A synthetic nanobody targeting RBD protects hamsters from SARS-CoV-2 infection

Tingting Li, Hongmin Cai, Hebang Yao, Bingjie Zhou, Ning Zhang, Martje Fentener van Vlissingen, Thijs Kuiken, Wenyu Han, Corine H. GeurtsvanKessel, Yuhuan Gong, Yapei Zhao, Quan Shen, Wenming Qin, Xiao Xu Tian, Chao Peng, Yanling Lai, Yanxing Wang, Cedric A.J. Hutter, Shu Ming Kuo, Juan BaoCaixuan Liu, Yifan Wang, Audrey S. Richard, Hervé Raoul, Jiaming Lan, Markus A. Seeger, Yao Cong, Barry Rockx, Gary Wong*, Yuhai Bi*, Dimitri Lavillette*, Dianfan Li*

*Corresponding author for this work

Research output: Contribution to journalArticleAcademicpeer-review

14 Citations (Scopus)

Abstract

SARS-CoV-2, the causative agent of COVID-191, features a receptor-binding domain (RBD) for binding to the host cell ACE2 protein1–6. Neutralizing antibodies that block RBD-ACE2 interaction are candidates for the development of targeted therapeutics7–17. Llama-derived single-domain antibodies (nanobodies, ~15 kDa) offer advantages in bioavailability, amenability, and production and storage owing to their small sizes and high stability. Here, we report the rapid selection of 99 synthetic nanobodies (sybodies) against RBD by in vitro selection using three libraries. The best sybody, MR3 binds to RBD with high affinity (KD = 1.0 nM) and displays high neutralization activity against SARS-CoV-2 pseudoviruses (IC50 = 0.42 μg mL−1). Structural, biochemical, and biological characterization suggests a common neutralizing mechanism, in which the RBD-ACE2 interaction is competitively inhibited by sybodies. Various forms of sybodies with improved potency have been generated by structure-based design, biparatopic construction, and divalent engineering. Two divalent forms of MR3 protect hamsters from clinical signs after live virus challenge and a single dose of the Fc-fusion construct of MR3 reduces viral RNA load by 6 Log10. Our results pave the way for the development of therapeutic nanobodies against COVID-19 and present a strategy for rapid development of targeted medical interventions during an outbreak.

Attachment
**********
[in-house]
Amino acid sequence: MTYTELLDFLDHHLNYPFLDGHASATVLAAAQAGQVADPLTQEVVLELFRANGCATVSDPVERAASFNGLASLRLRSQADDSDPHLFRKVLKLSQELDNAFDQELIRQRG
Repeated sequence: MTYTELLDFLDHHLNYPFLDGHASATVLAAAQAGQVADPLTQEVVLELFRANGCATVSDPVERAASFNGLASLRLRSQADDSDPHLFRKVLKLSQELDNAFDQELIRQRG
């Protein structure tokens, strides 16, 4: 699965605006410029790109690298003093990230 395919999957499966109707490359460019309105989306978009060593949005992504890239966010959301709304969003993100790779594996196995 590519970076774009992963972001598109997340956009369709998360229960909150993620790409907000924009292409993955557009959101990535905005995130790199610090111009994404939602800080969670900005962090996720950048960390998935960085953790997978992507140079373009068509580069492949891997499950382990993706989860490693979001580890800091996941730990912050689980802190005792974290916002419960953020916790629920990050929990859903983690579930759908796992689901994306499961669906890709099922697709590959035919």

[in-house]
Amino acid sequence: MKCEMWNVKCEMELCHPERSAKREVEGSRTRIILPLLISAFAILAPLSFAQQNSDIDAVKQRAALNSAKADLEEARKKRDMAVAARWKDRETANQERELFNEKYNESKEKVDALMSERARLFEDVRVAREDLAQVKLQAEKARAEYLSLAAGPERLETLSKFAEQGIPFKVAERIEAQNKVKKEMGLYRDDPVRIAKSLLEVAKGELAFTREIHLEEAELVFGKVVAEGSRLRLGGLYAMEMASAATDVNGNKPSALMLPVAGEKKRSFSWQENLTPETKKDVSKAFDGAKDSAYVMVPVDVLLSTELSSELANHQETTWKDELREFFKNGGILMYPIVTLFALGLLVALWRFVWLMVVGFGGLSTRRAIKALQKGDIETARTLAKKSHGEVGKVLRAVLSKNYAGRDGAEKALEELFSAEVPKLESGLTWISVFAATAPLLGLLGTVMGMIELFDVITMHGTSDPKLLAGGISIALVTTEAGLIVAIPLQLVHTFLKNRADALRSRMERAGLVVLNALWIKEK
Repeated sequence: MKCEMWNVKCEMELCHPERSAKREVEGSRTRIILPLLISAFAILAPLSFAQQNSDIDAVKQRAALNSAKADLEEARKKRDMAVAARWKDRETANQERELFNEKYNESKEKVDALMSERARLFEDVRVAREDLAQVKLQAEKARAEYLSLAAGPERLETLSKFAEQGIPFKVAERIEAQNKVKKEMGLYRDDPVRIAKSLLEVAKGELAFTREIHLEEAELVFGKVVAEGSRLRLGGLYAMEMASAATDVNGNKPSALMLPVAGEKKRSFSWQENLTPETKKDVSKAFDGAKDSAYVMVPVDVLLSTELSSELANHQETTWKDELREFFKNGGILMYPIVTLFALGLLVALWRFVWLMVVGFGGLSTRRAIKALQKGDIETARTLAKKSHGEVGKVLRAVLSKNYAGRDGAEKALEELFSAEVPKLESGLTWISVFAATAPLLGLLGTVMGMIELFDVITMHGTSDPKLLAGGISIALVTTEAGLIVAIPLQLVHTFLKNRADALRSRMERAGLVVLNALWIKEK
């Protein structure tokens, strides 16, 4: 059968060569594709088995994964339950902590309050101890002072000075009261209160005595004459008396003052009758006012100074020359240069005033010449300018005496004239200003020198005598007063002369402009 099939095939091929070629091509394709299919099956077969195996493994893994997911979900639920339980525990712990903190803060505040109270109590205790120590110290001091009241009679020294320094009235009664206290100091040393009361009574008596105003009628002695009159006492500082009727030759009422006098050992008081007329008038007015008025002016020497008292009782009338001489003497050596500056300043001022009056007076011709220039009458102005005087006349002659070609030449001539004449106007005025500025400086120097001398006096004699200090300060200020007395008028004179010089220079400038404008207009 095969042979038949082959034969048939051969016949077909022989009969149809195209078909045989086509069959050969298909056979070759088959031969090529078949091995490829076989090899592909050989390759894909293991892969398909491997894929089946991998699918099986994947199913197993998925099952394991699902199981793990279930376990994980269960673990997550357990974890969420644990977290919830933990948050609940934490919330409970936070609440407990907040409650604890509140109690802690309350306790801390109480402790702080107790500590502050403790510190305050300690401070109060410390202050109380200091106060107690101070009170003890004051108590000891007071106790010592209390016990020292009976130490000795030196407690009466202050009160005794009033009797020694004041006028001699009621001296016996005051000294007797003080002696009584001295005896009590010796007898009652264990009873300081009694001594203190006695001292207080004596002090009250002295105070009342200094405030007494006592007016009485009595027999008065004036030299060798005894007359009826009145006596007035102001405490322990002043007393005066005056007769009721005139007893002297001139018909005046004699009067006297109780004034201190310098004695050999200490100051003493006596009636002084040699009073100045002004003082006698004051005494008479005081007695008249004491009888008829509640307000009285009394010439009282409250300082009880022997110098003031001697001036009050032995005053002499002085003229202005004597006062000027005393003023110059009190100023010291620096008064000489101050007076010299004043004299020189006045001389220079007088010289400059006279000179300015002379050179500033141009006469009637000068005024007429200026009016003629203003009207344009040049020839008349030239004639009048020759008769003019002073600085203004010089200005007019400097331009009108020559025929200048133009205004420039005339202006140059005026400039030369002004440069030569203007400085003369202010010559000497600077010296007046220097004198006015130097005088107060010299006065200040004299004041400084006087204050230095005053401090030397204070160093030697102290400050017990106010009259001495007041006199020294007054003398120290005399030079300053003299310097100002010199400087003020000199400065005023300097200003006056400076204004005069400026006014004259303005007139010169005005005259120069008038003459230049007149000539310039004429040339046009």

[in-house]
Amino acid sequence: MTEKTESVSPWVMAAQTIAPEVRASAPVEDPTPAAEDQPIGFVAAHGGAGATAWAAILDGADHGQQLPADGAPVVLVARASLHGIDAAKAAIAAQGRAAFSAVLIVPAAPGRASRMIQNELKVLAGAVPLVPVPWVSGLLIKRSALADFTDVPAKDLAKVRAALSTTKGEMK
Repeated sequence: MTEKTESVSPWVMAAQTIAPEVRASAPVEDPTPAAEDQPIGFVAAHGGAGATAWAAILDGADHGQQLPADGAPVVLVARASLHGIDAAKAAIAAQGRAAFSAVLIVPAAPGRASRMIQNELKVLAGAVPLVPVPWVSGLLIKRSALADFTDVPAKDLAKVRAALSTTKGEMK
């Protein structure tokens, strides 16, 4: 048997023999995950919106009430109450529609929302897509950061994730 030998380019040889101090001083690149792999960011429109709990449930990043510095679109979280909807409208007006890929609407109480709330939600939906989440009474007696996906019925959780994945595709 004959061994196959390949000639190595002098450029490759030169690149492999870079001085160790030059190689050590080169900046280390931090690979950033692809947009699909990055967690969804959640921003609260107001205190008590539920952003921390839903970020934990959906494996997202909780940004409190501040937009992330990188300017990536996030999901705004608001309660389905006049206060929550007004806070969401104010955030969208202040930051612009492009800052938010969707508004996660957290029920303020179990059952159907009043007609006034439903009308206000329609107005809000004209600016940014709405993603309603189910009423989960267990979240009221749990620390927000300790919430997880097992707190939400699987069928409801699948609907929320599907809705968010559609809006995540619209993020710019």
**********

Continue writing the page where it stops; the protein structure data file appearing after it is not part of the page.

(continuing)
Original languageEnglish
Article number4635
JournalNature Communications
Volume12
Issue number1
DOIs
Publication statusPublished - 30 Jul 2021

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